Two Weeks’ Hard Going Through the Snowbound Sierra

What does “two weeks” hard going mean?

“The first week of May, 1851, George Chorpenning, with a party of seven picked up 200 pounds of sacked mail at the Sacramento office and started east. The initial mail was delivered without incident. After two weeks’ hard going through the snowbound Sierra Nevada, Chorpenning arrived in Carson Valley.”

“It took [Chorpenning’s party] sixteen days to make their way to Carson Valley having had to beat down the snow with wooden mauls to open a trail for their animals over the Sierras. They left May 1 1851 from Sacramento. On the third day they encountered snow drifts in the Sierra Nevadas some fifteen miles above Placerville. It was on the 22nd day that they reached Carson Valley (about 180 miles on the then traveled route). When they reached the snow line, they dismounted put part of the mail from the mules on their own horses and walked for about two weeks. They trampled and beat the snow for the animals—traveling two, six to eight miles per day. For sixteen days they traveled and camped on deep snow.” (quoted in Ralph L. McBride, Utah Mail Service Before the Coming of the Railroad, 1869″ (M. A. thesis, Brigham Young University), p. 20)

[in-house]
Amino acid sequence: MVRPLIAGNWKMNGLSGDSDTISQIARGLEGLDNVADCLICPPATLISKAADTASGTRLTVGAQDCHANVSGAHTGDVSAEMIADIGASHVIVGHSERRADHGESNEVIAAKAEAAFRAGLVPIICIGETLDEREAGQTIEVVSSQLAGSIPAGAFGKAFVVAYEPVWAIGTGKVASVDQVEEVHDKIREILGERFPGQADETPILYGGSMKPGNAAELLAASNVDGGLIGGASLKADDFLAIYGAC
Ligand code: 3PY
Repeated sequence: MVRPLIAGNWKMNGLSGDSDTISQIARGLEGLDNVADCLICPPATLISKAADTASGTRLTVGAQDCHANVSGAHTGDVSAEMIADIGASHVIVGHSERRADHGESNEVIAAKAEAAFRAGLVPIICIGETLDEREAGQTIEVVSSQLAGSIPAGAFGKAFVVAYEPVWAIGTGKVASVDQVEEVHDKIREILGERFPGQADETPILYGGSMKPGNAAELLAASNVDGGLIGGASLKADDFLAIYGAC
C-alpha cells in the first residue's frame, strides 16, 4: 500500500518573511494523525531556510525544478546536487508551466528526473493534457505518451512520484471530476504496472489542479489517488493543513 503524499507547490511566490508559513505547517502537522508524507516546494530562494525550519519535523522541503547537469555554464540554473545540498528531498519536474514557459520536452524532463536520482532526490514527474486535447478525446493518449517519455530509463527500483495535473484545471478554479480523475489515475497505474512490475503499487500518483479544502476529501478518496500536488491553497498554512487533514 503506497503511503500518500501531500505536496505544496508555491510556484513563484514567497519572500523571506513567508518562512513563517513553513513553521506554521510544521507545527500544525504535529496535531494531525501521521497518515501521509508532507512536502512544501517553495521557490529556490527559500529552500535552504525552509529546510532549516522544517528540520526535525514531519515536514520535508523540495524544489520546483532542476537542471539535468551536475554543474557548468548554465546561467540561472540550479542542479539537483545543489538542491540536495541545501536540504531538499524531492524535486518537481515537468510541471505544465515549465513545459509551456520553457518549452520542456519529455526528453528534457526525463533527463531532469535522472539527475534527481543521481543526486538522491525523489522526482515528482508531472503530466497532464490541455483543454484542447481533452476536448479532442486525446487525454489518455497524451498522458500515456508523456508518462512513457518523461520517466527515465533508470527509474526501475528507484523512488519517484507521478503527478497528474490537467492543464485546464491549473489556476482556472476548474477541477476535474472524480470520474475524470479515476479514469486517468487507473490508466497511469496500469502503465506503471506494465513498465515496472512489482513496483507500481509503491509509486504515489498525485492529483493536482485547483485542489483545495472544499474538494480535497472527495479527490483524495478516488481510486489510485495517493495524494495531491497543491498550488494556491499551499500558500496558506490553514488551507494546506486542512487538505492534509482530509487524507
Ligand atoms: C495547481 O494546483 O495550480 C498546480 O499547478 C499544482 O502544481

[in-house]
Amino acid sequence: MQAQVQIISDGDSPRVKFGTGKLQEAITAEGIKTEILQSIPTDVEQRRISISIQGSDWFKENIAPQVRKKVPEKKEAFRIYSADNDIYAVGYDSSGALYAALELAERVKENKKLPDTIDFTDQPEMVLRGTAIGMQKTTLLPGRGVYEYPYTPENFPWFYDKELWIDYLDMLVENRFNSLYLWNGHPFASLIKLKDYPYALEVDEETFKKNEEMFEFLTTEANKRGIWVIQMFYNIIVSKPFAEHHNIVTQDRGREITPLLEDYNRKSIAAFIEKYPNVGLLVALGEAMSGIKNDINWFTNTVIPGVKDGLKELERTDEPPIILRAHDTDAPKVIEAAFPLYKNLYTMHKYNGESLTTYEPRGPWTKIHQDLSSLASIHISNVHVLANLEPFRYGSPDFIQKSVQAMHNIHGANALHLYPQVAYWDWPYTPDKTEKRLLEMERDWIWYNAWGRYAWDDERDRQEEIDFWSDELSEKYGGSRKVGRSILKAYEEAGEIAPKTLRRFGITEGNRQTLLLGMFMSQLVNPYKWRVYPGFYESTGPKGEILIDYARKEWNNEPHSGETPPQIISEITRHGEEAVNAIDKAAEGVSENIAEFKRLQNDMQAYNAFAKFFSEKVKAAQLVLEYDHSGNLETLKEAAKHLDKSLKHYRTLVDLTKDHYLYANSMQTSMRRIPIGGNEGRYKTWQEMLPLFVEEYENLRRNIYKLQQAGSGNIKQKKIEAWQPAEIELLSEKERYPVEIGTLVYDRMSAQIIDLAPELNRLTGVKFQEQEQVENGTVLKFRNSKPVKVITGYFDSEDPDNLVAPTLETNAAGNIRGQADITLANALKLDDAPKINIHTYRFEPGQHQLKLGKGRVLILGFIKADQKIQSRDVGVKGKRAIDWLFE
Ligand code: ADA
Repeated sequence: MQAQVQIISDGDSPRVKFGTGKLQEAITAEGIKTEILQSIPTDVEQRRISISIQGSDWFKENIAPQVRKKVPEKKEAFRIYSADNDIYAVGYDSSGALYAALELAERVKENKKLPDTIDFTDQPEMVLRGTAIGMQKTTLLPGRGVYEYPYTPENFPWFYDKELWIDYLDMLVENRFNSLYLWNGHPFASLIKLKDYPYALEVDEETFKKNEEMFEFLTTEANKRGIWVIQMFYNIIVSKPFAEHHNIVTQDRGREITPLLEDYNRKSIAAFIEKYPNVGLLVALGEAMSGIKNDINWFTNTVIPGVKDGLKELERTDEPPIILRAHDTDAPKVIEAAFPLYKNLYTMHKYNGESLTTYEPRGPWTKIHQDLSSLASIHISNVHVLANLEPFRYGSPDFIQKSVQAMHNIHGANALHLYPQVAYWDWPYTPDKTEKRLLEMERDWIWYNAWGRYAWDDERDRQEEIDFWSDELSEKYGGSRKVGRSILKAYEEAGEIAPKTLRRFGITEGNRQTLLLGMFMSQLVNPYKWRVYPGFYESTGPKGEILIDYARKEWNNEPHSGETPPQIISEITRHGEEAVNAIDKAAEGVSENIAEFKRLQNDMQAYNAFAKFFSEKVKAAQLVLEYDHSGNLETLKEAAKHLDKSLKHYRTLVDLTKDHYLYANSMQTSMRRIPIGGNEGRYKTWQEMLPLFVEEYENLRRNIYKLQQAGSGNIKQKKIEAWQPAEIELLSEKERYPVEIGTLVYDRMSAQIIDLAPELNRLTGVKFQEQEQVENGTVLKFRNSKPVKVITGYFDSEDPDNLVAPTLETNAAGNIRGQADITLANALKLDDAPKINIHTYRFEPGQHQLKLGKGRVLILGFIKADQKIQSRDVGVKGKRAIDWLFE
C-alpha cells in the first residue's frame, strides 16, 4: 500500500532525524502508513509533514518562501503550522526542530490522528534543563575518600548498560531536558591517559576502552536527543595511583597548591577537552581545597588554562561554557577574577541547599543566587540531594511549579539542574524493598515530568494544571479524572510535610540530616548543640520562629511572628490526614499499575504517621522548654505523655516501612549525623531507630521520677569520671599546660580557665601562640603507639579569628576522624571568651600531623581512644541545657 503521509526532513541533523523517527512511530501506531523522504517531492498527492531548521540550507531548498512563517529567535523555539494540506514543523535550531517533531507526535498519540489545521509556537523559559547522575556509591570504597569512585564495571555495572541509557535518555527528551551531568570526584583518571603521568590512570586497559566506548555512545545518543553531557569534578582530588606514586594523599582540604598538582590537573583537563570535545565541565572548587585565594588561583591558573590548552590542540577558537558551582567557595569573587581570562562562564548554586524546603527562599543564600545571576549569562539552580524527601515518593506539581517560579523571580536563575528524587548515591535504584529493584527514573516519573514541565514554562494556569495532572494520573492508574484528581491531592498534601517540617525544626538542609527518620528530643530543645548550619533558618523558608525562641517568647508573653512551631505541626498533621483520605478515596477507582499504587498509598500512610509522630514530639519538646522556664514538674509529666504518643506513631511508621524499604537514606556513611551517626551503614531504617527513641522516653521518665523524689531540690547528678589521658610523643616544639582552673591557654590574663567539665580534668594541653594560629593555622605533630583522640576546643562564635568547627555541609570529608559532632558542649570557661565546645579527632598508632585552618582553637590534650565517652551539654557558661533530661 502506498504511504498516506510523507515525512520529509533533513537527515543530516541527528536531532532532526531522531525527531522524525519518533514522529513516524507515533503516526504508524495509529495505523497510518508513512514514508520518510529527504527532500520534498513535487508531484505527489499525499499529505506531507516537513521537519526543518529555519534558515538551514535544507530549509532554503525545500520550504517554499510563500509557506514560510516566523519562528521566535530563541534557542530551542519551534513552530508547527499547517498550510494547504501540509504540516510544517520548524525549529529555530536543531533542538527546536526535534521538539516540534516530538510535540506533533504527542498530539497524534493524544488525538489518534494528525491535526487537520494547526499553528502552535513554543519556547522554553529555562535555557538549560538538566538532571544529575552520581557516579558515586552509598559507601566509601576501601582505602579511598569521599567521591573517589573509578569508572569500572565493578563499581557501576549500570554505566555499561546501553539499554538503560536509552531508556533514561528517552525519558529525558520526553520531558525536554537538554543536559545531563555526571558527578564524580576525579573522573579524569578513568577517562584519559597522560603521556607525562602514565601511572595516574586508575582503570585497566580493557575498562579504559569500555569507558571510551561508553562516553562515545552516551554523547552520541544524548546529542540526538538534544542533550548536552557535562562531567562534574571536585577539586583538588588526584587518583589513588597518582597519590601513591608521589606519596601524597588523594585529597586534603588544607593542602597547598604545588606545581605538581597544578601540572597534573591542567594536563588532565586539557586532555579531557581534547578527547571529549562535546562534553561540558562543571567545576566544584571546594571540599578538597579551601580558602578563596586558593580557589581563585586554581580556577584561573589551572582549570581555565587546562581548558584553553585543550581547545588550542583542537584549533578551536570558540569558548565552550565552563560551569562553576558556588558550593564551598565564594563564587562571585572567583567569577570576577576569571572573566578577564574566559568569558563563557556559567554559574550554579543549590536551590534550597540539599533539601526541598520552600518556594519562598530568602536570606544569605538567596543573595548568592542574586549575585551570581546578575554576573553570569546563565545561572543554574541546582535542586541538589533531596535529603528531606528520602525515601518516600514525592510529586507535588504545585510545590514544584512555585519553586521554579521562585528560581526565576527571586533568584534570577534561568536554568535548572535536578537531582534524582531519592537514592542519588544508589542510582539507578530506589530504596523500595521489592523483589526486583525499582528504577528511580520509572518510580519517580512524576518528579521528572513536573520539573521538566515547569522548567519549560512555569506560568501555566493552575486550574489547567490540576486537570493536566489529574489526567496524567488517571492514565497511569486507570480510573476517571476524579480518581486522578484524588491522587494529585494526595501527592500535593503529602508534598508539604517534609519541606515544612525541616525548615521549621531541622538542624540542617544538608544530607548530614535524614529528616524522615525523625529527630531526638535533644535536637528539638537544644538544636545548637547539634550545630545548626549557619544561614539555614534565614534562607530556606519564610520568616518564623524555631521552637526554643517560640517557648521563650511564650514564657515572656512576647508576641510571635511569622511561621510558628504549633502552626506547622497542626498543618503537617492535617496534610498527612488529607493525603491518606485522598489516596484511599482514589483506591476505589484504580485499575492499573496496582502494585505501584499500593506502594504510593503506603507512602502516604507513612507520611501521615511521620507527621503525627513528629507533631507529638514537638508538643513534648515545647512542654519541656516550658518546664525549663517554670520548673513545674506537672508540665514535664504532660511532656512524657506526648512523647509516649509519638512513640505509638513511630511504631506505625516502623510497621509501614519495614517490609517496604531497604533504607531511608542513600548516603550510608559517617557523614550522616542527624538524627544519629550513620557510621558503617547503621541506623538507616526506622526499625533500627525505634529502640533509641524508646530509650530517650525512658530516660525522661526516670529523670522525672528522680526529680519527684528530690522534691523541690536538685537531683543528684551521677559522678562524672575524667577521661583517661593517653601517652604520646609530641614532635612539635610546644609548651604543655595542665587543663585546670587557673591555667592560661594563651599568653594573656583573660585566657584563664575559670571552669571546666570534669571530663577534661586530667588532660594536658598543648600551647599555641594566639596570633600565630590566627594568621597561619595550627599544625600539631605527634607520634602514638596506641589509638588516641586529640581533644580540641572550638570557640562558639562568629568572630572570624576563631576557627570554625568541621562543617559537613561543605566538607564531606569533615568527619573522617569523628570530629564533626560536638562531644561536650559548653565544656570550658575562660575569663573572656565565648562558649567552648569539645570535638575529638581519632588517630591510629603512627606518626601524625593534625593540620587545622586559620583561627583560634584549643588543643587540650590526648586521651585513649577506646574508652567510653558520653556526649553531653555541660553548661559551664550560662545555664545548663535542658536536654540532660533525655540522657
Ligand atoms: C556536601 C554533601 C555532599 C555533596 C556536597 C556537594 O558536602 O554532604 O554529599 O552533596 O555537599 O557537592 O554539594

The party again had to resort to “forcing paths through deep snowfields in the Goose Creek Mountains,” before reaching Salt Lake City on June 5, 1851.